11 Sep “What they’re doing is irreparable harm to individuals,” said Iris Eytan
Colorado Increasingly In Contempt As More Judges Recognize That Jail Isn’t A Mental Health Answer
BY ALLISON SHERRY | SEPTEMBER 11, 2018
Published in cpr.org
Almost 300 mentally ill people across the state have been in jail for months — before being convicted of anything — because state officials say there is not enough room at the mental health hospital to treat them before they stand trial.
Some of those people, many of whom face low-level charges like trespassing, have been in a county jail cell for more than 100 days. At least one man has been there more than 200 days.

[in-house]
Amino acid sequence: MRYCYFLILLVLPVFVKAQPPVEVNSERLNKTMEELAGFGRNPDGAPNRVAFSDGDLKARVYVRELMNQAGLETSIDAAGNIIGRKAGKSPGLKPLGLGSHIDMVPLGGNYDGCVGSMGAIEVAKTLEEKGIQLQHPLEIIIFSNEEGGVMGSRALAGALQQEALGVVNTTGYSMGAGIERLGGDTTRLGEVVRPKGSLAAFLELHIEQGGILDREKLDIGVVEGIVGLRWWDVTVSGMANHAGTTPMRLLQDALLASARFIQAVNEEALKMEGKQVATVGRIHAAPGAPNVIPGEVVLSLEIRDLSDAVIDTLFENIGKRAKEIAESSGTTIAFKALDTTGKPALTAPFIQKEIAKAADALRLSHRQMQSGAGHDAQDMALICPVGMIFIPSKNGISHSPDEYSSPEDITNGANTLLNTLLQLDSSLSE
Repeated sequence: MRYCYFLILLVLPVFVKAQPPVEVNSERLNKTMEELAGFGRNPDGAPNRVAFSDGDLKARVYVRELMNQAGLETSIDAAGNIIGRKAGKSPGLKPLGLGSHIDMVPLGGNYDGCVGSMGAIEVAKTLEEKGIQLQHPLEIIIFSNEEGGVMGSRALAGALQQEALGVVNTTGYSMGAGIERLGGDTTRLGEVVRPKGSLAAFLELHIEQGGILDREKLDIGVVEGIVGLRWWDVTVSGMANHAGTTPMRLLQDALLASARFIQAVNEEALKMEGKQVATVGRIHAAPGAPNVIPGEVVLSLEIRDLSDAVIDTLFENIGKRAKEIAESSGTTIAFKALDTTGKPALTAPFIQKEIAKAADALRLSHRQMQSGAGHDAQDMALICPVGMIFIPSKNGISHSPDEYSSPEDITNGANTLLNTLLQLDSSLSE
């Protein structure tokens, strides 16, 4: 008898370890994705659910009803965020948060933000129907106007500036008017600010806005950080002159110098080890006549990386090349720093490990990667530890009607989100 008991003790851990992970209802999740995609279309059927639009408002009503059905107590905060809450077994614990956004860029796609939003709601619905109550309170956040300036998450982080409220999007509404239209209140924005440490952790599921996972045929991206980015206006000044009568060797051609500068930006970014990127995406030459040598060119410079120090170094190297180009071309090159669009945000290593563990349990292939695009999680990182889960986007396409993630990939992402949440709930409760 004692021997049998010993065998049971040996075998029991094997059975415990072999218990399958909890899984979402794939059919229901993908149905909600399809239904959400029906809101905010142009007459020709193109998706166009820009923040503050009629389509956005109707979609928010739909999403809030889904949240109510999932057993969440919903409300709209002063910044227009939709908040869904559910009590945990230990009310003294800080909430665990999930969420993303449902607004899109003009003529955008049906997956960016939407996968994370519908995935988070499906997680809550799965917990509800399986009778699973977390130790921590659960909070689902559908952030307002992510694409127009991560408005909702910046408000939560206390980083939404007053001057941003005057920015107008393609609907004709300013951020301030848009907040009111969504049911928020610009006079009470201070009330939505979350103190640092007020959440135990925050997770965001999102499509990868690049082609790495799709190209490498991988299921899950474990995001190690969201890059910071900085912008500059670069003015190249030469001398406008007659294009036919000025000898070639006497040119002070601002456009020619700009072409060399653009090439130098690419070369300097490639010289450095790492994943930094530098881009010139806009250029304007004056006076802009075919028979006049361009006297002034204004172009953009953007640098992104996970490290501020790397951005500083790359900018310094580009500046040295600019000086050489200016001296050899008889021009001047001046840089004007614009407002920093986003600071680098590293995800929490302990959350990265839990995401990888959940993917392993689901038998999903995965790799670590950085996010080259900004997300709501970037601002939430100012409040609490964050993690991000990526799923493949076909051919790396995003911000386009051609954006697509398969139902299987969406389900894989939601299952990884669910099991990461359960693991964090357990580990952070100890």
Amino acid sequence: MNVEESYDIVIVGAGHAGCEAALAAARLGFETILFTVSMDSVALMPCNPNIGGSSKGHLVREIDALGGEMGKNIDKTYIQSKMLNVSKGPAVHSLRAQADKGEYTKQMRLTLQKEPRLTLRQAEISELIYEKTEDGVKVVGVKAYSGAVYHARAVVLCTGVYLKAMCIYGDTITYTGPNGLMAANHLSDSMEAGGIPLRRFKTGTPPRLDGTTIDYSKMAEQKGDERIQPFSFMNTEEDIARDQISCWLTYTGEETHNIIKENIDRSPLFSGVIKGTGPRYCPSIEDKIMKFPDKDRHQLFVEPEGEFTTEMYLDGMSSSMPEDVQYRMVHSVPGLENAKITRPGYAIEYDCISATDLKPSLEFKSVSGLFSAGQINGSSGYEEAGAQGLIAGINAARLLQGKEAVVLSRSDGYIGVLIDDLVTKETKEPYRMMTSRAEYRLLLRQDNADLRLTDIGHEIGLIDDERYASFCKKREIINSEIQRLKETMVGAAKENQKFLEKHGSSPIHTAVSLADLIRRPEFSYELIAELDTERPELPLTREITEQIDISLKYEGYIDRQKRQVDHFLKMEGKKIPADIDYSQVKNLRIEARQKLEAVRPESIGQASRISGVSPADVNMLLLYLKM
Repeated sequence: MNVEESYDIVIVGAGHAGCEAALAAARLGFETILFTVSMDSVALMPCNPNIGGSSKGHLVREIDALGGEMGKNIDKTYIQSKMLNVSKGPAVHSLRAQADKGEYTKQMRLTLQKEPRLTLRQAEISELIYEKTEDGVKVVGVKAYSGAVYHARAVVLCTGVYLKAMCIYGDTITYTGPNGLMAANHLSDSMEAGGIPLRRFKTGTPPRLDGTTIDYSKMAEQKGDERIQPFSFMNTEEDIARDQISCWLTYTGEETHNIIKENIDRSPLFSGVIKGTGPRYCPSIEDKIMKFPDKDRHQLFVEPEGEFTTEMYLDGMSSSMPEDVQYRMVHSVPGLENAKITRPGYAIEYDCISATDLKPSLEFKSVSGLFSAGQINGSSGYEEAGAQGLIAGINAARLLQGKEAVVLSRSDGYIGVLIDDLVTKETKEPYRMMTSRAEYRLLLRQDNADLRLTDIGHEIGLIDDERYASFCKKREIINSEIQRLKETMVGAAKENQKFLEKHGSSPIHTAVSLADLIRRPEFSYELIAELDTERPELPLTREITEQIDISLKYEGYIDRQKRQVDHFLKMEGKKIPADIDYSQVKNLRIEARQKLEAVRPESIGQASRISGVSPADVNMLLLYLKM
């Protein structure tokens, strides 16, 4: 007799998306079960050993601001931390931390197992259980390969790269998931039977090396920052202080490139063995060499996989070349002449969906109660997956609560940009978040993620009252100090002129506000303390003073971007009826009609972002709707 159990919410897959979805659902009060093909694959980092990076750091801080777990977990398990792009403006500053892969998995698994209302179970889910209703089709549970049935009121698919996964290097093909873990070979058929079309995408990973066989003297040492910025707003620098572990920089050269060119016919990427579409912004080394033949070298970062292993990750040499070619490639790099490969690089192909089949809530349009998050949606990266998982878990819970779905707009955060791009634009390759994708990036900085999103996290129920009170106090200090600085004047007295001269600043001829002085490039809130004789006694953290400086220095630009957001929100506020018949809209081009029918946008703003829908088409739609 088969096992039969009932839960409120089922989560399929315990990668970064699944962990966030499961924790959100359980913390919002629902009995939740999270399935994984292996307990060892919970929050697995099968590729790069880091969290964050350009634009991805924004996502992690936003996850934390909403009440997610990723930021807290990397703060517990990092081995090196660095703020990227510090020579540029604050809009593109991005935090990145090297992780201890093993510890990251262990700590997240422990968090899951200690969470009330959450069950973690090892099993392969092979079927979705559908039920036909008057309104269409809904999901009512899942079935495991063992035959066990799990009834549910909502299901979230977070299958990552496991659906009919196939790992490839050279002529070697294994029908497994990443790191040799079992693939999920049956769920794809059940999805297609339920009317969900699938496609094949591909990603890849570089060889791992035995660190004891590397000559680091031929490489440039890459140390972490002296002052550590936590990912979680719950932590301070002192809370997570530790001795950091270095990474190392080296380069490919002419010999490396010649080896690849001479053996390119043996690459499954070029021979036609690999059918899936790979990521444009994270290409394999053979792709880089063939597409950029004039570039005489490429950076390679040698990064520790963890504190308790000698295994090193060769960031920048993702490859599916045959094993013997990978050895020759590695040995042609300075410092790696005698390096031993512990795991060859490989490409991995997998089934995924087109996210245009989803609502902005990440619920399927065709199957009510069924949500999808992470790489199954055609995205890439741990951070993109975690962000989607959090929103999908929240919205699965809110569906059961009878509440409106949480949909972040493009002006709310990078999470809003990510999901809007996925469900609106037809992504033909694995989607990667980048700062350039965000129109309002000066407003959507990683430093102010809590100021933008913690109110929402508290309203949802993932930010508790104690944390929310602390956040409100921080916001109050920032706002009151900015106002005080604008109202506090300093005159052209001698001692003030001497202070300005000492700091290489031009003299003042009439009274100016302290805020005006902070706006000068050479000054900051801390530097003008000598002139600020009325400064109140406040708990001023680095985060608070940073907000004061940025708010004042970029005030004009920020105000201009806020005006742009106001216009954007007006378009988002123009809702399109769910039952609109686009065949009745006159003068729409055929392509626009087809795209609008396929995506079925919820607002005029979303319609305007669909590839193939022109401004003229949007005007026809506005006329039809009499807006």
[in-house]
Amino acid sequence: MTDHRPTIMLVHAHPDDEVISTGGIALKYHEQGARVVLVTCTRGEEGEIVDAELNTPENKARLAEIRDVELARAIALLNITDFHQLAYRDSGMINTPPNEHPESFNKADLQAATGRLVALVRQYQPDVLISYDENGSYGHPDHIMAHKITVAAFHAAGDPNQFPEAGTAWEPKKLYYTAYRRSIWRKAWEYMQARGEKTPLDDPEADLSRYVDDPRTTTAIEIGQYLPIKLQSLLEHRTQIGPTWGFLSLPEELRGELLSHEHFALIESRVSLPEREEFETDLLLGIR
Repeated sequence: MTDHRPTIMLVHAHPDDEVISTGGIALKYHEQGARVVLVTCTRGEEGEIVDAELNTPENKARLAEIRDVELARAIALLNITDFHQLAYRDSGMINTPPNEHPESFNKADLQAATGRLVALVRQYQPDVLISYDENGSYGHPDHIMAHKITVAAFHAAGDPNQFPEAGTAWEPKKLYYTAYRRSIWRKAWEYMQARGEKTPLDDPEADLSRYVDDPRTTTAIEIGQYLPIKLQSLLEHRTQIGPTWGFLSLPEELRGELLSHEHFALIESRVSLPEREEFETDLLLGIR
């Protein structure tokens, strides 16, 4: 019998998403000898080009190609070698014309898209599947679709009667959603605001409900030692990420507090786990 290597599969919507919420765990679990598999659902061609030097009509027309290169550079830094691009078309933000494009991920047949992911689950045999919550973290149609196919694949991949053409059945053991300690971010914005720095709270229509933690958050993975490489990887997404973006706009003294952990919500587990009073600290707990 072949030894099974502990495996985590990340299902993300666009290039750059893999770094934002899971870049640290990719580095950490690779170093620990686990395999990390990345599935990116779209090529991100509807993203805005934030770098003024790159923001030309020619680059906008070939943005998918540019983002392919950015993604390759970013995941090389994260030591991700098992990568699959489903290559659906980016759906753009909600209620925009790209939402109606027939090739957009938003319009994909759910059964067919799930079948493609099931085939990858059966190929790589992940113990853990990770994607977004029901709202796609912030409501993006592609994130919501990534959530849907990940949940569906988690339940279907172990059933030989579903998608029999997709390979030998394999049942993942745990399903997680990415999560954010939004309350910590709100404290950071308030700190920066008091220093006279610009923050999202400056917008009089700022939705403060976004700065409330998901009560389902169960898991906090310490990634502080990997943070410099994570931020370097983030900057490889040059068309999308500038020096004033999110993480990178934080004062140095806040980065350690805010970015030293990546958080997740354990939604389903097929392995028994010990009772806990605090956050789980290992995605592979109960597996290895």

The lengthy wait times are in violation of a 2016 federal court order. The state agreed then to get people mentally restored to stand trial within 28 days of a competency evaluation.
But by December of 2017, the state was out of compliance with that agreement and court documents show the number of people sitting in jail for months awaiting competency restoration has spiked — from three in June 2017 to 281 in July 2018.
“What they’re doing is irreparable harm to individuals,” said Iris Eytan, a lawyer representing Disability Law Colorado, which has sued the state four times in the last ten years for this problem. “And that’s unfair and that’s a violation of the Constitution.”